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Nikon D750 review: Nikon D750 isn't cheap, but offers a great full-frame value

With an almost perfect combination of photo quality, features and performance for the money, the Nikon D750 is worth it's $2,300 price tag.

Lori Grunin Senior Editor / Advice
I've been reviewing hardware and software, devising testing methodology and handed out buying advice for what seems like forever; I'm currently absorbed by computers and gaming hardware, but previously spent many years concentrating on cameras. I've also volunteered with a cat rescue for over 15 years doing adoptions, designing marketing materials, managing volunteers and, of course, photographing cats.
Expertise Photography, PCs and laptops, gaming and gaming accessories
Lori Grunin
12 min read

As the long-awaited sucessor to the six-year-old D700 , the Nikon D750 delivers admirably. While its $2,300 price tag (£1,800/approximately AU$2,600) inhabits the upper reaches for many enthusiasts, it's a perfect camera for people who are picky about their photographs, who need better high-sensitivity quality than you can get with one of the less-expensive full-frame options or an APS-C-based dSLR, and who need speed for action shooting. Plus, it's a solid option for pros looking for a good value.

The Good

The Nikon D750 delivers the best photo quality and continuous-shooting performance in its price class, along with a nicely well-rounded feature set.

The Bad

Nikon's Wi-Fi implementation is weak and some of the other features could be executed a little better. Plus Live View performance is sad.

The Bottom Line

It's not the cheapest camera in its class, but the Nikon D750 delivers an excellent combination of quality, performance and features for its price.

The camera comes in a couple of official kit configurations. The $3,000 bundle with the 24-120mm f3.5-5.6 lens is the only Nikon-approved kit in the US, but a 24-85mm f3.5-5.6 kit will also be available in the UK and possibly Australia (I couldn't find any available options with prices at the time this review was published, however).

The D750 will be sold with the 24-120mm lens in the US, plus additional kits with the 24-85mm f3.5-5.6 lens in the UK and possibly Australia. Sarah Tew/CNET

Image quality

Nikon really does a nice job on photo quality. The D750 has an excellent noise profile for both stills and video, and it produces significantly cleaner raw images than the Sony A99 does as ISO sensitivity increases -- unsurprising, since the latter is two years old and its image processing doesn't benefit from a couple years of fine tuning. I like the more neutral white balance of the Sony's default profile, though; Nikon's is just a hair shifted toward red/blue. And while the D810 maintains sharpness and tonal range better across the sensitivity range, for about $1,000 less the D750's photo quality stands up pretty well against the D810's.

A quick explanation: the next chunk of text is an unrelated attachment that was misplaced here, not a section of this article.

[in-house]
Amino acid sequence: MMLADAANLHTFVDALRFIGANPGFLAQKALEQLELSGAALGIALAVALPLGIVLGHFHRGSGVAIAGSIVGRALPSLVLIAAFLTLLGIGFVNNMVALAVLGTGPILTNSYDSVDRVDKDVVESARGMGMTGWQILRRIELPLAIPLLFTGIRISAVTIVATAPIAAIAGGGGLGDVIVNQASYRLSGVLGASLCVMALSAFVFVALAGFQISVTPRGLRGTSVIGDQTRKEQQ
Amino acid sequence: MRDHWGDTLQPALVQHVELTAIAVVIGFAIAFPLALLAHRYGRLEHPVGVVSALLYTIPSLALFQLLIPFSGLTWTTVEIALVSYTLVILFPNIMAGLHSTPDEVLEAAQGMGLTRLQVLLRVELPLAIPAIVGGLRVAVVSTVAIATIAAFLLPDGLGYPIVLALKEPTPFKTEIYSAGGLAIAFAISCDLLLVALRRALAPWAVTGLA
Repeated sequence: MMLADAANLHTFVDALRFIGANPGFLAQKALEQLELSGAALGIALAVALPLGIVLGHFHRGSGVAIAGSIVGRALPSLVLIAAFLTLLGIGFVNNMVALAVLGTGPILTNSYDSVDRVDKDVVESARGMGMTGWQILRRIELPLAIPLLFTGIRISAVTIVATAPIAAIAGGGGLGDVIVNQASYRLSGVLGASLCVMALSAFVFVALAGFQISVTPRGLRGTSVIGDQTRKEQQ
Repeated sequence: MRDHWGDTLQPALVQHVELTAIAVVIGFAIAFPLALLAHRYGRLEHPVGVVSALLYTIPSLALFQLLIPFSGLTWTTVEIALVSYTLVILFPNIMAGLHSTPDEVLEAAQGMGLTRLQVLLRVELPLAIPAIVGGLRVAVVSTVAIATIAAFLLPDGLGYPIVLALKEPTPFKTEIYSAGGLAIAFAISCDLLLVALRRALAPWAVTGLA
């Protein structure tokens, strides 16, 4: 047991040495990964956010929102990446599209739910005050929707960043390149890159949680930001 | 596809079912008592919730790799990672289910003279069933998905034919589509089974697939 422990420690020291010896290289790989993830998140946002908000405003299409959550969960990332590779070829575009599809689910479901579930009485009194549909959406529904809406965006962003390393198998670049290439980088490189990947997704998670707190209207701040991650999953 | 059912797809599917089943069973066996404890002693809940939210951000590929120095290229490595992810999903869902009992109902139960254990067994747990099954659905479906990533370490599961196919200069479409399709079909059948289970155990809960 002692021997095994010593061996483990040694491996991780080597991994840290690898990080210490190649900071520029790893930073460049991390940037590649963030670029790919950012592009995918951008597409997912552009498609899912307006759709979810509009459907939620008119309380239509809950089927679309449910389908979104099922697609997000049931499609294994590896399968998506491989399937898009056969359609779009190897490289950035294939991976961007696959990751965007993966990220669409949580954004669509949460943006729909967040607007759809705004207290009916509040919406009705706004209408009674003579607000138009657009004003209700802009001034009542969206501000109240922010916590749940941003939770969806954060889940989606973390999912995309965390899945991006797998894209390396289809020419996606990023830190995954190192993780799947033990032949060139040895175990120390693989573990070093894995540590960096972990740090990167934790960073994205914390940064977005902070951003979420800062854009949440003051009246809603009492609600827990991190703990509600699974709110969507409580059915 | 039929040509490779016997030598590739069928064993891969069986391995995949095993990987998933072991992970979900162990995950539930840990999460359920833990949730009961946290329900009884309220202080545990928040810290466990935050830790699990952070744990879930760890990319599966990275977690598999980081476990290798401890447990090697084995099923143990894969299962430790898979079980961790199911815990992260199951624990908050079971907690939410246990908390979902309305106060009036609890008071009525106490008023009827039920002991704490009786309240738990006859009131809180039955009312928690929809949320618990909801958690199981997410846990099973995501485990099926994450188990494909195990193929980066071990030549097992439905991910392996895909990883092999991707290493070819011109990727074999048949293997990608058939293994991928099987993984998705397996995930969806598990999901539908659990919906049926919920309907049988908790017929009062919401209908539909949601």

Nikon D750 full-resolution photo samples

See all photos

JPEGs from the D750 look exceptionally clean up through ISO 1600, where a tiny bit of detail degradation begins in the in-focus areas. At ISO 3200, you can start to see some mushiness develop in the focused areas, and noise-reduction artifacts appear in the out-of-focus areas. Dynamic range displays visible decreases around ISO 3200 as well, with some clipping in low-key areas and loss of tonal distinctions in high-key areas. There's also a slight color shift between ISO 50 (Low) and ISO 100. However, I was happy with the JPEGs as high as ISO 6400 -- though that's dependent upon lighting and scene content -- and had ISO 12800 raw files that I could work with comfortably.

Movie quality looks great, even in low light, though as with the stills you start to lose tonal range about ISO 3200. Nevertheless, best quality video looks sharp, with few visible artifacts, and up to ISO 3200 there's practically no noise sparkle. I suggest switching from the default Picture Control for shooting video, though, unless you like your blacks crushed and your whites blown, even in good light.

Analysis samples

ISO examples up to ISO 6400. I didn't even bother displaying ISO 50 (Lo) or ISO 200 - ISO 800; they look identical to ISO 100. ISO 1600 is the first setting where I began to see any detail degradation. Lori Grunin/CNET
While I wouldn't call the upper ISO sensitivity settings clean, under the right circumstances even ISO 51200 is usable. Lori Grunin/CNET
Color Lori Grunin/CNET